What if the Liberal Party took away Labor’s freedom to appoint only Labor supporters to their organisation? It is incongruous.

      While the legislation shouldn’t effect the appointments of “clergy”, it does impact other church appointments.

      You may like to read the articles that I’ve linked, as they explore in greater detail the problems with the legislation.

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  2. Why should religious private schools be able to take public money and then claim that they are above the rules that govern the rest of society? That strikes me as the definition of hypocrisy.

    Liked by 1 person

  3. Murray, I think you might not realise that this is a GOOD thing for your religious freedom.

    Religious freedom refers to your ability to practice your faith privately and with others of your faith. It does not include the ability to impose your beliefs on others, under any circumstances, as this would bring different belief systems into conflict – which would directly undermine your freedom to practice your faith. Open that door and you’ll find yourself constantly defending your beliefs from all comers.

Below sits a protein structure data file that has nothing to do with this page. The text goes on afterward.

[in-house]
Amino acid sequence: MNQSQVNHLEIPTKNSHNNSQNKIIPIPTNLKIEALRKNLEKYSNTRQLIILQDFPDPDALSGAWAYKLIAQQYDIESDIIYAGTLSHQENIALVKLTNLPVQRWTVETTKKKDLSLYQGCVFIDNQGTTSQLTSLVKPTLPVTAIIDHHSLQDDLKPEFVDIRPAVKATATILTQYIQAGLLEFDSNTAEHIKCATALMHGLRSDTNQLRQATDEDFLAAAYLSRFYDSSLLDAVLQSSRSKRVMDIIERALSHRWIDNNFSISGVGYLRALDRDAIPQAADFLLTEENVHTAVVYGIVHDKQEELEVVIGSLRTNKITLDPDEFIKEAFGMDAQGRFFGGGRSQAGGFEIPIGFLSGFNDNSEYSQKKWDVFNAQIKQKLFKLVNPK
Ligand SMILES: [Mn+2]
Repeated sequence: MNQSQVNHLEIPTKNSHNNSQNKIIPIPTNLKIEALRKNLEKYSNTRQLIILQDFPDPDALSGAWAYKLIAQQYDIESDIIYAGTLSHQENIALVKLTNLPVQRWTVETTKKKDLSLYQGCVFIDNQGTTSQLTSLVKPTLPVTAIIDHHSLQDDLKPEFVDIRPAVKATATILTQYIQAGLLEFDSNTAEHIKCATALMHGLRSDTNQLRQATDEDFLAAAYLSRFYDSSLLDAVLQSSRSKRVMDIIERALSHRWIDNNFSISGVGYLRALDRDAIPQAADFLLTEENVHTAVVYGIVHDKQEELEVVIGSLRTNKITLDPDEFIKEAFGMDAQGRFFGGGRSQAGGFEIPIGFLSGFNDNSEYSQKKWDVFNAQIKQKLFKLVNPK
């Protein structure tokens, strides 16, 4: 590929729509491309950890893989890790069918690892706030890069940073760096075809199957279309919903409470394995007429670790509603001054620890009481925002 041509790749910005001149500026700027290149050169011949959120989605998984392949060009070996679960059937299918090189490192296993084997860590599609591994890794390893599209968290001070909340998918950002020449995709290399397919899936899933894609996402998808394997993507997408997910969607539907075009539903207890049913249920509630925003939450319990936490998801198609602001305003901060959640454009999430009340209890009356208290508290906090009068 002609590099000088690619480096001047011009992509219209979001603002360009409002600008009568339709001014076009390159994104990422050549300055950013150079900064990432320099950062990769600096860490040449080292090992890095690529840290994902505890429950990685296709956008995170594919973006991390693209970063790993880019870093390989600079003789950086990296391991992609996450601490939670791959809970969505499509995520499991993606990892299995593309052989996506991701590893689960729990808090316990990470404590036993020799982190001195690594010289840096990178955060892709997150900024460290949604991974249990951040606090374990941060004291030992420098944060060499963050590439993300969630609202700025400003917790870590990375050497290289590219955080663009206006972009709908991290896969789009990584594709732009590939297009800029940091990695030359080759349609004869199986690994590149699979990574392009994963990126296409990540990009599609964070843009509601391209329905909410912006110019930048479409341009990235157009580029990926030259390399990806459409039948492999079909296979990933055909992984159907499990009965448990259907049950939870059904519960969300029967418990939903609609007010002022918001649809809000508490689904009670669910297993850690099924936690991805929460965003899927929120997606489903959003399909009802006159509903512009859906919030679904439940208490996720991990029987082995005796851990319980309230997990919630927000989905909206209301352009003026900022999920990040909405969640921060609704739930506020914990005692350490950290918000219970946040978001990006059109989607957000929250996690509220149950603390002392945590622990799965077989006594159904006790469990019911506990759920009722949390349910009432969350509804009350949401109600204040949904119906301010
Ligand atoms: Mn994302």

Discriminating against employees based on non-work related factors (ie. your religious beliefs) is imposing your beliefs upon others. This clearly violates the freedom of others to practice their faith privately. Bring that into question and you open yourself up conflict – bad for you and everyone.

    It’s a bit like the whole War on Christmas thing; you can complain about the holiday losing it’s meaning but that kinda ignores the fact that a ceremony from one specific religion has no place in public life to begin with. In essence christians have been getting away with preaching their faith at others for decades without anyone realising it – you’d do well to no bring attention to that before everyone realises that it’s a massive breach of the same religious freedom that you claim to be defending here.

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  4. Pingback: Some of Victoria’s “inherent requirements” amendments may be unconstitutional | Law and Religion Australia